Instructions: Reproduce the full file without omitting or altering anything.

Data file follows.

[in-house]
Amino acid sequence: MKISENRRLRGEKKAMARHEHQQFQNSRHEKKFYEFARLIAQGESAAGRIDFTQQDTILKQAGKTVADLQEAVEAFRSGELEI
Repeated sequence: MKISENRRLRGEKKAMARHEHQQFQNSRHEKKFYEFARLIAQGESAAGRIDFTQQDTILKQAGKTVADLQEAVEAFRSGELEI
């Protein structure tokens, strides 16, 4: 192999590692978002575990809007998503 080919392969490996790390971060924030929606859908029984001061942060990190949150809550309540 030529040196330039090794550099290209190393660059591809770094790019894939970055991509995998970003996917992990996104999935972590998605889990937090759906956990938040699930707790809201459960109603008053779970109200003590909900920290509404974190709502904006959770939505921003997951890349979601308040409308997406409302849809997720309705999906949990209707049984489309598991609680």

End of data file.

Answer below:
[in-house]
Amino acid sequence: MKISENRRLRGEKKAMARHEHQQFQNSRHEKKFYEFARLIAQGESAAGRIDFTQQDTILKQAGKTVADLQEAVEAFRSGELEI
Repeated sequence: MKISENRRLRGEKKAMARHEHQQFQNSRHEKKFYEFARLIAQGESAAGRIDFTQQDTILKQAGKTVADLQEAVEAFRSGELEI
């Protein structure tokens, strides 16, 4: 192999590692978002575990809007998503 080919392969490996790390971060924030929606859908029984001061942060990190949150809550309540 030529040196330039090794550099290209190393660059591809770094790019894939970055991509995998970003996917992990996104999935972590998605889990937090759906956990938040699930707790809201459960109603008053779970109200003590909900920290509404974190709502904006959770939505921003997951890349979601308040409308997406409302849809997720309705999906949990209707049984489309598991609680």